Welcome to practical physicsPracticle physics - practical activities designed for use in the classroom with 11 to 19 year olds

Does energy make things happen?

You often read that “Energy is what makes things happen”. But you need to be careful to think a bit before you say it. Take an example: 

“Energy is needed to get a car moving”. Sounds good. 

“Energy is needed to stop a car moving” Sounds less good. But both are “something happening” and both do involve energy. 
What can we say that is true of both? (After all, stopping your car safely is no less important than getting it going!) Perhaps: 

“To get a car moving, energy has to be put into it from somewhere. It could be from someone pushing, but is usually burning fuel in the engine. There has to be a store of energy (fuel + air) and a pathway for it (the engine)” ... plus, of course, links to the wheels. 

“To stop a car moving energy has to be taken out of it somehow. It could be done by pushing against a brick wall, but it’s better to use the brakes. Energy is stored in the moving car, and must go somewhere else. This needs a pathway (the brakes) and a place for the energy to go (the brake discs and the air that cools them, warming the atmosphere). 
Take another example: 

“Energy is needed to warm up your house.” Sounds good. 

“Energy is needed for your house to get cold at night.” Sounds less good. But both are “something happening" and both do involve energy. 
What can we say that is true of both? Perhaps:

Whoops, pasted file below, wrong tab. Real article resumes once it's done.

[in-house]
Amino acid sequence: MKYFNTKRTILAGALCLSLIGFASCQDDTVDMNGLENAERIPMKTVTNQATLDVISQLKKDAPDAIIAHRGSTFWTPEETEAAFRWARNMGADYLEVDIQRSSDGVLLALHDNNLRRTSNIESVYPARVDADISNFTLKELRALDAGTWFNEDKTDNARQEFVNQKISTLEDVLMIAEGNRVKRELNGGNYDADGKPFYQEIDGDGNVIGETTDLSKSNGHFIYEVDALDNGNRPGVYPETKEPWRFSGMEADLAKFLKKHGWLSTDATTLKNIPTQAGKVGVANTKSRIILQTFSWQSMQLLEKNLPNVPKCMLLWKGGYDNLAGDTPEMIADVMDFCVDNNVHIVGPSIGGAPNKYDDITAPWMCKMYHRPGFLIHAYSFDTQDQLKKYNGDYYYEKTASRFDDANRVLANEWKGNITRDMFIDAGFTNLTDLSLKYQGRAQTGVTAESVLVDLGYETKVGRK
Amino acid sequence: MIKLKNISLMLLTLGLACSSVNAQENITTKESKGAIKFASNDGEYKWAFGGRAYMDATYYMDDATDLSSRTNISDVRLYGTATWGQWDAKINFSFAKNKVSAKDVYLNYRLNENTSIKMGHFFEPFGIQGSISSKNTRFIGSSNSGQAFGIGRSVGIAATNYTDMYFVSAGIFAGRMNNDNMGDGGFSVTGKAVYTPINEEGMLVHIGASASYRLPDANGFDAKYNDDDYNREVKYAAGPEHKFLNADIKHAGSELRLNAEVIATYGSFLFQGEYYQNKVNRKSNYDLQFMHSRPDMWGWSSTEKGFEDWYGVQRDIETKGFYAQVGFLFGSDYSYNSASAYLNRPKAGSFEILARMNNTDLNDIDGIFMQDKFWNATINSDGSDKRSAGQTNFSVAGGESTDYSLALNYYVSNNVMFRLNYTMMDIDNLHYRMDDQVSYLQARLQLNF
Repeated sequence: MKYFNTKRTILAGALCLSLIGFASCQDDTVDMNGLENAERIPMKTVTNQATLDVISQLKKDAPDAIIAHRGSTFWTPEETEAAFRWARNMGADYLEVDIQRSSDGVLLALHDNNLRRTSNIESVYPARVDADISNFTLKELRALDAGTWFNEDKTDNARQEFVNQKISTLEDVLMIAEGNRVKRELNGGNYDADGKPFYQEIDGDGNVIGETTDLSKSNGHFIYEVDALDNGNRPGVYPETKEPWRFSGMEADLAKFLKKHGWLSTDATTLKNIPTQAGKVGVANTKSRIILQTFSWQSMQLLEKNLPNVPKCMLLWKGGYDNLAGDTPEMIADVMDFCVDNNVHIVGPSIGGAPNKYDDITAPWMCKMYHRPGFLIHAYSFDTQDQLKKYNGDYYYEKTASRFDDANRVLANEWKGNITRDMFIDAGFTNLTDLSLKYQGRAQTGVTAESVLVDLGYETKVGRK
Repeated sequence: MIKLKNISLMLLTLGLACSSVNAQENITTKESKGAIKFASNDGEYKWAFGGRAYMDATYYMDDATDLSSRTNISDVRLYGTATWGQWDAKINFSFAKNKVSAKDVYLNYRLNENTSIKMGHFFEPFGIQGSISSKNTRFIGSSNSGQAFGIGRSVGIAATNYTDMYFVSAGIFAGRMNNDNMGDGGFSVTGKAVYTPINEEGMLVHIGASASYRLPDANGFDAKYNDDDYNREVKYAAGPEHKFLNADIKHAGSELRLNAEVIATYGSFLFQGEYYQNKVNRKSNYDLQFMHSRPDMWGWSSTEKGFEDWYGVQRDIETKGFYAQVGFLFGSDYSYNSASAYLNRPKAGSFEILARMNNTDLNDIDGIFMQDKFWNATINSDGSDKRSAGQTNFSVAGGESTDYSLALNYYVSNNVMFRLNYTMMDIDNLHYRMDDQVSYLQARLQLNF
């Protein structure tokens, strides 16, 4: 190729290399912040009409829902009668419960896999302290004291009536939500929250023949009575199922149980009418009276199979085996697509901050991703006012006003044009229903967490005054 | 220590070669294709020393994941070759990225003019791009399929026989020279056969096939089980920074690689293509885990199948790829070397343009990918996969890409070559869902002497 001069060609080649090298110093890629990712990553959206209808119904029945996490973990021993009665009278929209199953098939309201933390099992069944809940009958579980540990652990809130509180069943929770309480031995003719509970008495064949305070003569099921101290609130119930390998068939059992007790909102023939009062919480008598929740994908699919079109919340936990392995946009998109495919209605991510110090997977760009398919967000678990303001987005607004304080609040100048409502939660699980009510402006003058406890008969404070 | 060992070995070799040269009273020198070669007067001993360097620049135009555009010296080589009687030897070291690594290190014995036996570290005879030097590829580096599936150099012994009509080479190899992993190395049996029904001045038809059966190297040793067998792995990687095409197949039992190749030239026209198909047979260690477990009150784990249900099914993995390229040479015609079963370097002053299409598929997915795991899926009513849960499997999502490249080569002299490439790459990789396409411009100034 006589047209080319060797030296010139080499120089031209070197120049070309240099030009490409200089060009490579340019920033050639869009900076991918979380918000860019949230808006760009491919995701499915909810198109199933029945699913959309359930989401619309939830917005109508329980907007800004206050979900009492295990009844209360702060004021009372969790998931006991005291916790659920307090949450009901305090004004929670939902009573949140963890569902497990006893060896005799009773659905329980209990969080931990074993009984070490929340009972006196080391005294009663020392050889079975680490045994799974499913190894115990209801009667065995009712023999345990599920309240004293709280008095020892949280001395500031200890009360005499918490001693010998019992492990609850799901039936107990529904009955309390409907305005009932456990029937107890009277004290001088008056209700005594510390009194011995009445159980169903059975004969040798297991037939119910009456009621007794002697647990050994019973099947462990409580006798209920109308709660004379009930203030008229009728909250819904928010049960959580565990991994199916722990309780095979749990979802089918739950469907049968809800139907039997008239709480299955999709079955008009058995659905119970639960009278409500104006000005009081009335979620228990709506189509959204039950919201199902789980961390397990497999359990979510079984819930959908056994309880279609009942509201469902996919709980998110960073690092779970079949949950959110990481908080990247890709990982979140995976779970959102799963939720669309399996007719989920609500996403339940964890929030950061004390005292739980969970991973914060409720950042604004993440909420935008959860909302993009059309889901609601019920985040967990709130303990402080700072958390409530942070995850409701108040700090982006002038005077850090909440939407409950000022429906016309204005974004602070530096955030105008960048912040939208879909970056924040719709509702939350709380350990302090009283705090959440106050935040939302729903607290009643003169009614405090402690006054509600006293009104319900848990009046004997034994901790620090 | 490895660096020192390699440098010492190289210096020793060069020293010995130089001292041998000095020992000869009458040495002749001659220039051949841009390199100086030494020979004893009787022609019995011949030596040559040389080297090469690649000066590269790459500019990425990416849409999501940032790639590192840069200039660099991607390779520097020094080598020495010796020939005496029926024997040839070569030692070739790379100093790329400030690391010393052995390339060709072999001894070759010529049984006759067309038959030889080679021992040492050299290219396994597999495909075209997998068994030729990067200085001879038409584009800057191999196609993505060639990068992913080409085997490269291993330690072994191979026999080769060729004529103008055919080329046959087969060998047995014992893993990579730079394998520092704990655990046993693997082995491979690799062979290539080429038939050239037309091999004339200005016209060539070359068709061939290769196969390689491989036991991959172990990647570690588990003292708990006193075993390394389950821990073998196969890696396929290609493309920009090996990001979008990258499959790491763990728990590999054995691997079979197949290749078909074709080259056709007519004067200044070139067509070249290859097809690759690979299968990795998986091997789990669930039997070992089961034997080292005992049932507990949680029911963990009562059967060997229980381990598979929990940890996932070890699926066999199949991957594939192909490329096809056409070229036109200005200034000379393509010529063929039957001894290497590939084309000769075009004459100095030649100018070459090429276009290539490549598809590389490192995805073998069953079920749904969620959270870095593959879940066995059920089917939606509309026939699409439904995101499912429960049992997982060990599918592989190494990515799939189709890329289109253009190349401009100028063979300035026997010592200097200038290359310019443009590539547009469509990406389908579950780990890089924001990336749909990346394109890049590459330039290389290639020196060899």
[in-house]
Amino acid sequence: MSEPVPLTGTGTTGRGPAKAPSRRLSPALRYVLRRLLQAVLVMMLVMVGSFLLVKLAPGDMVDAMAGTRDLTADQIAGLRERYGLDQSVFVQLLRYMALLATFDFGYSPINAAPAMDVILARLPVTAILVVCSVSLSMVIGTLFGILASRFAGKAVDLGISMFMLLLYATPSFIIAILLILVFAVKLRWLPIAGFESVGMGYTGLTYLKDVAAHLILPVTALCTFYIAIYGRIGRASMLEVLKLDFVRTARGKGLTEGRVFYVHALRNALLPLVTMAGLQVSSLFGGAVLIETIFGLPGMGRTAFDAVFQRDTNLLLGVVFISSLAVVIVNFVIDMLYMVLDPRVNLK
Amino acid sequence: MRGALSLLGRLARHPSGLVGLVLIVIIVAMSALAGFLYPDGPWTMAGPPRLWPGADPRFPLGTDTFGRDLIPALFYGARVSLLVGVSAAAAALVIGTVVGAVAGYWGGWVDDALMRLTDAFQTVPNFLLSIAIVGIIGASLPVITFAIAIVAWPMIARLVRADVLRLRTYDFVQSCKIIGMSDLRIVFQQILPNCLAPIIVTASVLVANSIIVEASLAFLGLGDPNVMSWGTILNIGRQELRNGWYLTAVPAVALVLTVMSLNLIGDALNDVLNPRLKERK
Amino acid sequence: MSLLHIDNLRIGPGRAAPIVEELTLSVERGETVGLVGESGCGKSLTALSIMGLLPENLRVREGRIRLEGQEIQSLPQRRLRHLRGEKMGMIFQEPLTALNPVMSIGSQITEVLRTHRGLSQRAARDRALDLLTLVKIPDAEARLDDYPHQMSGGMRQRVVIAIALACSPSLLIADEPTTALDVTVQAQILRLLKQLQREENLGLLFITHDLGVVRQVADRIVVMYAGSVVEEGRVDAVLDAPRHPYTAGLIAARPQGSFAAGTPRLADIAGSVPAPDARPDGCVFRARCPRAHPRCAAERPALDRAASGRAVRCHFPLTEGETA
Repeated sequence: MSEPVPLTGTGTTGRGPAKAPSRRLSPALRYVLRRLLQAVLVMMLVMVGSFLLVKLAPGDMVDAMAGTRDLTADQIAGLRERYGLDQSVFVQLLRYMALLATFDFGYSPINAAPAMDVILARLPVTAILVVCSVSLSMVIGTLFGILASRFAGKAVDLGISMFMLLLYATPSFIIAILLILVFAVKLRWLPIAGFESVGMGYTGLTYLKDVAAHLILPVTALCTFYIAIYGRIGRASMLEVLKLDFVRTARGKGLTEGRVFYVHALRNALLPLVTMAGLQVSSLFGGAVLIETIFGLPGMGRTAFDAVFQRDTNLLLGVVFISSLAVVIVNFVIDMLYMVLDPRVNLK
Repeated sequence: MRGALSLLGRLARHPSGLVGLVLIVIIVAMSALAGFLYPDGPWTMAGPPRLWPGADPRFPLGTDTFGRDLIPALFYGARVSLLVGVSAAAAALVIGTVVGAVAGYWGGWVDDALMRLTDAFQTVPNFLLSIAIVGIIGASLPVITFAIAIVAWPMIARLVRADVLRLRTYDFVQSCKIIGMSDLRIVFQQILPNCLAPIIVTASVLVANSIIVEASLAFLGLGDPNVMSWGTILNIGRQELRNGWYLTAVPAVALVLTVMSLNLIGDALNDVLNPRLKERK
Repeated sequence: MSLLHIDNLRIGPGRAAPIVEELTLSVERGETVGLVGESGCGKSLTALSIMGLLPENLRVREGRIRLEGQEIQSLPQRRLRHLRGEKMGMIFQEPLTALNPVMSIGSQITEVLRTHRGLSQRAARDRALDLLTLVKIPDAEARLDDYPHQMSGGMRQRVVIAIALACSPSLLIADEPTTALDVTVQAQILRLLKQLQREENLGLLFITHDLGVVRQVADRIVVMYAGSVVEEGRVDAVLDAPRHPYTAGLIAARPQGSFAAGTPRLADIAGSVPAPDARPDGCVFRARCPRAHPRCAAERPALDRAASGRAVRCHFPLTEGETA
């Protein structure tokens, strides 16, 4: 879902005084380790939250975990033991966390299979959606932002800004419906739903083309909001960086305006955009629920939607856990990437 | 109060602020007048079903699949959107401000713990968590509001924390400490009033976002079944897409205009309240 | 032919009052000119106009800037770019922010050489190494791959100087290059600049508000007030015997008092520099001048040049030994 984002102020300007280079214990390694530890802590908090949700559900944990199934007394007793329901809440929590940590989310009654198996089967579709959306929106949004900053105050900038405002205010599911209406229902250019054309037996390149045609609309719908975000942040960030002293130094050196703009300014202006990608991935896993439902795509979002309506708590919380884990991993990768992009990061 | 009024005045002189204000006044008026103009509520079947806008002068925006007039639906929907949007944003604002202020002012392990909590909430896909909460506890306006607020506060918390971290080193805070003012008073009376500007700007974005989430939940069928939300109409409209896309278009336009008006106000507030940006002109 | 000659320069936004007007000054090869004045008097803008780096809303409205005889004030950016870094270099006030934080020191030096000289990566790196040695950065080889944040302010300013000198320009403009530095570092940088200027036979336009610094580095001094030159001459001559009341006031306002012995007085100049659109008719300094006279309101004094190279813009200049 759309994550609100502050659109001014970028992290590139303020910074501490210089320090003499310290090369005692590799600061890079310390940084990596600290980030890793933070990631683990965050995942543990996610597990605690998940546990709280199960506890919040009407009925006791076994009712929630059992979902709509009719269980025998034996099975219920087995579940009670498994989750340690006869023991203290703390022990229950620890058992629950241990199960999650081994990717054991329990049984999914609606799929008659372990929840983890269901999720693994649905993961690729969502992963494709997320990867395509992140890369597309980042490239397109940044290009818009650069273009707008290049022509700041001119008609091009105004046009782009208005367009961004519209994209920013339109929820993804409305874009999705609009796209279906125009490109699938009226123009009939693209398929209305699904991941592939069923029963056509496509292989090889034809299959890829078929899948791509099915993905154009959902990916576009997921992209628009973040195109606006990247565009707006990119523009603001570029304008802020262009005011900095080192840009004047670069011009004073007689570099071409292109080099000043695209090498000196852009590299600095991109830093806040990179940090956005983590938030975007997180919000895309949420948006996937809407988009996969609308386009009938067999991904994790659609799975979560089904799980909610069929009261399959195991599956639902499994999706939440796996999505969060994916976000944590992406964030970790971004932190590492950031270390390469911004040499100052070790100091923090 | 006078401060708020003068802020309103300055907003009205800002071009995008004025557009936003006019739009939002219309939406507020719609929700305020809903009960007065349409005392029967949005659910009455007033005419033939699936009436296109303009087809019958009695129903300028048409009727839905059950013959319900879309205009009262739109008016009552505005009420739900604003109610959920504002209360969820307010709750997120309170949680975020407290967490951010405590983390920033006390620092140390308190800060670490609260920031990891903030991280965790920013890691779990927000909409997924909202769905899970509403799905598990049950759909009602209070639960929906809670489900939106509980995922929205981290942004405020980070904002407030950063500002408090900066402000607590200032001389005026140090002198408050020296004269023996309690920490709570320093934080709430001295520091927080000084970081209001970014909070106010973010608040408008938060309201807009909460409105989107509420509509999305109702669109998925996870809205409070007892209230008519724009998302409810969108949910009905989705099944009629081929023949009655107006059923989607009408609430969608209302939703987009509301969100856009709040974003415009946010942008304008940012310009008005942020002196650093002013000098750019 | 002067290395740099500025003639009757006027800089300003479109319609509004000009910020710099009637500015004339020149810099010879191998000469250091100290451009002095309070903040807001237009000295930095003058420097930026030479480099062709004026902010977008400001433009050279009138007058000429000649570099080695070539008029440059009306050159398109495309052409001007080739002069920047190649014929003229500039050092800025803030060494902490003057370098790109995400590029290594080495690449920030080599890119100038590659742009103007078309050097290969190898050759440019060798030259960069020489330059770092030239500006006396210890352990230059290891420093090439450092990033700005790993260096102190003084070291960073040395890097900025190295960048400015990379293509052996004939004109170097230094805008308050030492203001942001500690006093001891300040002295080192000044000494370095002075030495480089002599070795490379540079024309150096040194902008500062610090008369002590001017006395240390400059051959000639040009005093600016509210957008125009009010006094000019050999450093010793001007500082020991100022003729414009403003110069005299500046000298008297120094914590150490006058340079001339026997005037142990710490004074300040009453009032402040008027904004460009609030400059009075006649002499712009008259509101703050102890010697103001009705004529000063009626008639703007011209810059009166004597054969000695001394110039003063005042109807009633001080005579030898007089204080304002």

“To warm up a house, energy is needed from somewhere. This is often a store of fuel. And the energy has to be put into the house. This is often via a boiler burning fuel and hot water circulating in radiators. So there’s a suitable source and a suitable pathway.” 

“For a house to get cold at night, the energy stored in it must get out. This is not difficult: there is somewhere for it to go – the cold outside air which warms up – and a way for it to go – through the walls and roof.” 
It becomes clear that the phrase “Energy is what is needed to make things happen” puts the focus on changes when something has to gain energy from something else. Certainly if the energy isn’t there or there is no pathway for it, the change won’t happen. The reverse kind of change, when something has to give energy to something else, is just as important. And these changes go by the same rules: there has to be a pathway and a place for the energy to go to. 
In summary, in lots of kinds of changes, energy has to go from one thing to another spontaneously. The change can only happen if it is possible, that is, if there is a pathway for the energy, connecting suitable stores.